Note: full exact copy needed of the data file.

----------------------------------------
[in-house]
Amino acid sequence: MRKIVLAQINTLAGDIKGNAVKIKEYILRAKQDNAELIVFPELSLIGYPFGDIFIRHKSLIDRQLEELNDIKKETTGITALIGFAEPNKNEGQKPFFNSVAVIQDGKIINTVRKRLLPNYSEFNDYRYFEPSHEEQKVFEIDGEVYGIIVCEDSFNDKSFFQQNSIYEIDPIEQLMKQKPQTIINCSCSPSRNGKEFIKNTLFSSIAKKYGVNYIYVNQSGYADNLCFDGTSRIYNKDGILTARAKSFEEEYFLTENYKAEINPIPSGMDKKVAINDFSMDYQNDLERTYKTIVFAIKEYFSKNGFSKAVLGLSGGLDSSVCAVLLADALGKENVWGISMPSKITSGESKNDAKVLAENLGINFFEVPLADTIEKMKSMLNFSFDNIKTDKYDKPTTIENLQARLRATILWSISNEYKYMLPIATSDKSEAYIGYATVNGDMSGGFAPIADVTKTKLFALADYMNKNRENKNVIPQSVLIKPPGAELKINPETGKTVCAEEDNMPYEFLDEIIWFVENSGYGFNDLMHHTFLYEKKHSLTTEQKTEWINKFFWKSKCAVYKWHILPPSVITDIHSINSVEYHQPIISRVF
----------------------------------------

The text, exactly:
[in-house]
Amino acid sequence: MRKIVLAQINTLAGDIKGNAVKIKEYILRAKQDNAELIVFPELSLIGYPFGDIFIRHKSLIDRQLEELNDIKKETTGITALIGFAEPNKNEGQKPFFNSVAVIQDGKIINTVRKRLLPNYSEFNDYRYFEPSHEEQKVFEIDGEVYGIIVCEDSFNDKSFFQQNSIYEIDPIEQLMKQKPQTIINCSCSPSRNGKEFIKNTLFSSIAKKYGVNYIYVNQSGYADNLCFDGTSRIYNKDGILTARAKSFEEEYFLTENYKAEINPIPSGMDKKVAINDFSMDYQNDLERTYKTIVFAIKEYFSKNGFSKAVLGLSGGLDSSVCAVLLADALGKENVWGISMPSKITSGESKNDAKVLAENLGINFFEVPLADTIEKMKSMLNFSFDNIKTDKYDKPTTIENLQARLRATILWSISNEYKYMLPIATSDKSEAYIGYATVNGDMSGGFAPIADVTKTKLFALADYMNKNRENKNVIPQSVLIKPPGAELKINPETGKTVCAEEDNMPYEFLDEIIWFVENSGYGFNDLMHHTFLYEKKHSLTTEQKTEWINKFFWKSKCAVYKWHILPPSVITDIHSINSVEYHQPIISRVF